Monkey see, monkey sue.

Monkey sues man! How is this a thing?

Of all the court cases in all the world, this is perhaps the oddest, the weirdest, the most bizarre.

An Indonesian macaque monkey is suing a British freelance photographer over the copyright of a “selfie” picture the monkey snapped, using a camera placed by Monmouthshire, UK photographer David Slater. The image, naturally, went viral.



Slater, who like most freelance photographers, struggles to make ends meet, was counting on royalties from the image to pay for at least part of his trip to Indonesia.

Animal-rights activists, fed up with what they see as the constant and relentless exploitation of animals in their natural habitat, filed suit in a California state court, insisting that all financial and monetary gains from the image should go to the ‘person’ who clicked the shutter and thereby took the picture — i.e. the monkey — and not the freelancer, who they say merely provided the means by which the photo was taken.

A lower court ruled that copyright protection cannot be applied to a monkey. The animal-rights group PETA disagreed, and filed an appeal with the US Ninth Circuit Court of Appeal in San Francisco, Calif.

And there the case stands.

Testimony in the case was read in court this past week, and details were duly reported by mainstream media outlets, including — but not limited to — the Daily Telegraph, BBC World, de Volkskrant, ABC News, USA Today, Sky News Australia, the Guardian and, well, Maxim magazine. 

Slater estimates he has already lost out on tens of thousands of dollars in rights fees for an image that has gone viral, both on the internet, where hardly anyone pays for anything, and in respected, high-profile periodicals that, in theory anyway, pay copyright holders for the use of widely sought-after images.

The whole thing sounds silly — and, in a way, it is — but there’s method behind PETA’s legal madness. 

If the appeal court finds for the monkey, a legal precedent will be set. There may be a time in the not-too-distant future when wildlife conservancies, nature reserves and national parks will be legally entitled to a percentage of the proceeds from wildlife images taken within their boundaries, in the same way most zoos now control what for-profit photos may or may not be taken on their premises.

It’s easy to make light of the case — the image itself is on the wacky side, and so difficult to take seriously — and mainstream media outlets have hada good time watching claimants in the case go, well, bananas.

©Chris Slater/Caters News Agency

©Chris Slater/Caters News Agency

Slater himself, however, feels hurt. As a freelance photographer, he struggles to make ends meet at the best of times. And he has a point when he says — as he did this past week to the BBC — that PETA must have better things on which to spend the money it receives from well-meaning donors than taking on a penniless photographer with a family to support.

Slater is so strapped for cash he couldn’t fly to California to testify in person this past week. (One might reasonably ask how a California court has jurisdiction over a case involving a UK photographer over a photo that was taken in Indonesia, by a resident, if you will, of Indonesia, but that’s a whole other matter.)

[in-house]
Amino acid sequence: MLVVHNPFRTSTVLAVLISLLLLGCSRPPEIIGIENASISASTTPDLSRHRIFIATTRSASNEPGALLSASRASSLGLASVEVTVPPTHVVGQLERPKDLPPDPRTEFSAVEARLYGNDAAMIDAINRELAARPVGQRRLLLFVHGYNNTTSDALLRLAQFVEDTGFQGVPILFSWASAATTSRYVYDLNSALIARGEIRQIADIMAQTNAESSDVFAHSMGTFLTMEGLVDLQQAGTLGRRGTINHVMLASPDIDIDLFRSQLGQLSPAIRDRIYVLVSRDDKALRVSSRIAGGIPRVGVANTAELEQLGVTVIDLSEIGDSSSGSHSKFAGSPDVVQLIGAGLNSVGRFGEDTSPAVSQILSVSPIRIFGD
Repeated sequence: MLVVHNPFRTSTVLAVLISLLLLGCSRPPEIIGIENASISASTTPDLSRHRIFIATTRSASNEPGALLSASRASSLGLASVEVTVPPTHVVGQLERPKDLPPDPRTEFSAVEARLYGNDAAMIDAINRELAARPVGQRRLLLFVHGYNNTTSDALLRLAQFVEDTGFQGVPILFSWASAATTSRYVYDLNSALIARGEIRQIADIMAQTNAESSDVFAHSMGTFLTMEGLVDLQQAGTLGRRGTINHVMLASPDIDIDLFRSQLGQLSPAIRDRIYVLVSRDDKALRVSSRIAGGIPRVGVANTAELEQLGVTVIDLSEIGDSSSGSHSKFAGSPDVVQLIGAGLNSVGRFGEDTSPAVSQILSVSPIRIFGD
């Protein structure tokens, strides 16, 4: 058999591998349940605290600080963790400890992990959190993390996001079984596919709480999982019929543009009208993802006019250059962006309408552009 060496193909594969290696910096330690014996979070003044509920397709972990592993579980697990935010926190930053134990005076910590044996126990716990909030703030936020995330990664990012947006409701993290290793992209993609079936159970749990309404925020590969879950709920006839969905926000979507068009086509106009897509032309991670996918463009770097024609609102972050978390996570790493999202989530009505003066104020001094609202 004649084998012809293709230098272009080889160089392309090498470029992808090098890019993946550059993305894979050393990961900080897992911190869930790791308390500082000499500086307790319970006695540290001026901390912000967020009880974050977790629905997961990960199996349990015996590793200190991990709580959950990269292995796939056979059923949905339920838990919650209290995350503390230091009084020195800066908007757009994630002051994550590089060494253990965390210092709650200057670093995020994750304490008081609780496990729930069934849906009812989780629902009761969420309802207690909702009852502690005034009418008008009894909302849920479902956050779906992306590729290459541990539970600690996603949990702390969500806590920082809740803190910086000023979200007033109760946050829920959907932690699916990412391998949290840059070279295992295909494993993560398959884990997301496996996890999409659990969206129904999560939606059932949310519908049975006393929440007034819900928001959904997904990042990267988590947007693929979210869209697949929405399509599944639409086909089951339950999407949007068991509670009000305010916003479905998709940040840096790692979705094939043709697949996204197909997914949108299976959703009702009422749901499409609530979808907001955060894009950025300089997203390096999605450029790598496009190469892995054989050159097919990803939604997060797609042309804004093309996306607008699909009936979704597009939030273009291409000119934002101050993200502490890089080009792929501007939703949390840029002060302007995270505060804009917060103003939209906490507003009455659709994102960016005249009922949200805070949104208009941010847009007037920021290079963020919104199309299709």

©David Slater/Caters News Agency

©David Slater/Caters News Agency

Slater argued in absentia that there was more to taking the image than simply handing a troupe of monkeys a camera and seeing what might come of it.  He insisted that it took time and perseverance over a period of several days to get the selfie in question, along with other photos. If nothing else, it took days, weeks even, to earn the monkeys’ trust. The time he put in was, by itself, enough to earn him the claim of copyright ownership, he argues.

Weirdly — everything about this, um, tale is weird —  PETA needed a name for the purposes of their lawsuit, so they named the macaque ‘Naruto,’ for the purposes of court documents. (The case is officially filed as ‘Naruto v David Slater.’) Naruto is a female name, however; Slater insists the monkey in the selfie is a male. In other words, he says, he isn’t even being sued by the right monkey.

Slater sees himself as a conservationist first, andwildlife photographer second. Interest in the image has already helped highlight the plight of Indonesia’s dwindling rainforests — and the animals that live within — around the world.

©David Slater/Caters News Agency

©David Slater/Caters News Agency

He’s upset because he will be in serious financial trouble if he loses the case, and yet PETA insists any proceeds it will get from the case will go towards protecting monkeys and their natural habitat. BBC News reported that PETA would not say how much money it has spent on the case so far, but did say the group is acting on the macaque’s behalf.

PETA is arguing that, given the circumstances under which the picture was taken, the monkey is the sole copyright holder, “and PETA is proud to be his voice in court.”

PETA’s legal argument rests on the fact that, in the organization’s eyes, it was the monkey, not Slater, who “made the cause-and-effect connection between pressing the shutter and the change to his reflection in the camera lens, resulting in (the) now-famous selfie photographs.”

‘Now-famous’ doesn’t even begin to cover it.

The case won’t be settled any time soon, by the way. 

The appeal court’s decision isn’t expected for months.

And, yes, this is really happening.